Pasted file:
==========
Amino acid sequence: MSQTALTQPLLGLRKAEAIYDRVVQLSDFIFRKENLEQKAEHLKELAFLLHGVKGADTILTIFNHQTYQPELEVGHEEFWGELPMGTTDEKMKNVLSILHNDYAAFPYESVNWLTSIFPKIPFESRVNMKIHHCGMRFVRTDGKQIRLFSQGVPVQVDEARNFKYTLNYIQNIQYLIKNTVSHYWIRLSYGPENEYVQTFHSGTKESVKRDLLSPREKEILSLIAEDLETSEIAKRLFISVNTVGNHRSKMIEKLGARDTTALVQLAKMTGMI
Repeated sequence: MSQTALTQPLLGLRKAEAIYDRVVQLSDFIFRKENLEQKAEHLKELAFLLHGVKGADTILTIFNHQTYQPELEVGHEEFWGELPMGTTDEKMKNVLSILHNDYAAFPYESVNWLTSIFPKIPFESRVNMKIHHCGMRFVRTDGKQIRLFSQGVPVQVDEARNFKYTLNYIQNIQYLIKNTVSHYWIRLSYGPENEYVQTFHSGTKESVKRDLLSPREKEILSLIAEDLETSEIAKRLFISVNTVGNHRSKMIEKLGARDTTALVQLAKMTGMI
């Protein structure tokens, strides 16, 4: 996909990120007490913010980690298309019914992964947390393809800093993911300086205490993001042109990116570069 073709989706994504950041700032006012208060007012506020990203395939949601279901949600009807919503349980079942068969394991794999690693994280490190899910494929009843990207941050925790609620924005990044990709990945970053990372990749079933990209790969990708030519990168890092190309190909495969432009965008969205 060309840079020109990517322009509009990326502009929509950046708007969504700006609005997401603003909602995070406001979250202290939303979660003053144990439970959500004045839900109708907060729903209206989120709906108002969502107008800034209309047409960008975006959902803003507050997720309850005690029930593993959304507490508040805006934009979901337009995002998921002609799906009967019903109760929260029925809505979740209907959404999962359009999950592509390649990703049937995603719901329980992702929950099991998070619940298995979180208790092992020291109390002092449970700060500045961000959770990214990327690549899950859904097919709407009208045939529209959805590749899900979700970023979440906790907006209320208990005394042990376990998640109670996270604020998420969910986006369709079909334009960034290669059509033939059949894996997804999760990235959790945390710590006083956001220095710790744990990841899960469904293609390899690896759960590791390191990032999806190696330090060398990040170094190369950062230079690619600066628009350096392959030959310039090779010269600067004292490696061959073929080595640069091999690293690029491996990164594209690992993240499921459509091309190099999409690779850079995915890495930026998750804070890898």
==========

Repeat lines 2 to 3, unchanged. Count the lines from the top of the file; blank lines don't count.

Repeated sequence: MSQTALTQPLLGLRKAEAIYDRVVQLSDFIFRKENLEQKAEHLKELAFLLHGVKGADTILTIFNHQTYQPELEVGHEEFWGELPMGTTDEKMKNVLSILHNDYAAFPYESVNWLTSIFPKIPFESRVNMKIHHCGMRFVRTDGKQIRLFSQGVPVQVDEARNFKYTLNYIQNIQYLIKNTVSHYWIRLSYGPENEYVQTFHSGTKESVKRDLLSPREKEILSLIAEDLETSEIAKRLFISVNTVGNHRSKMIEKLGARDTTALVQLAKMTGMI
């Protein structure tokens, strides 16, 4: 996909990120007490913010980690298309019914992964947390393809800093993911300086205490993001042109990116570069 073709989706994504950041700032006012208060007012506020990203395939949601279901949600009807919503349980079942068969394991794999690693994280490190899910494929009843990207941050925790609620924005990044990709990945970053990372990749079933990209790969990708030519990168890092190309190909495969432009965008969205 060309840079020109990517322009509009990326502009929509950046708007969504700006609005997401603003909602995070406001979250202290939303979660003053144990439970959500004045839900109708907060729903209206989120709906108002969502107008800034209309047409960008975006959902803003507050997720309850005690029930593993959304507490508040805006934009979901337009995002998921002609799906009967019903109760929260029925809505979740209907959404999962359009999950592509390649990703049937995603719901329980992702929950099991998070619940298995979180208790092992020291109390002092449970700060500045961000959770990214990327690549899950859904097919709407009208045939529209959805590749899900979700970023979440906790907006209320208990005394042990376990998640109670996270604020998420969910986006369709079909334009960034290669059509033939059949894996997804999760990235959790945390710590006083956001220095710790744990990841899960469904293609390899690896759960590791390191990032999806190696330090060398990040170094190369950062230079690619600066628009350096392959030959310039090779010269600067004292490696061959073929080595640069091999690293690029491996990164594209690992993240499921459509091309190099999409690779850079995915890495930026998750804070890898």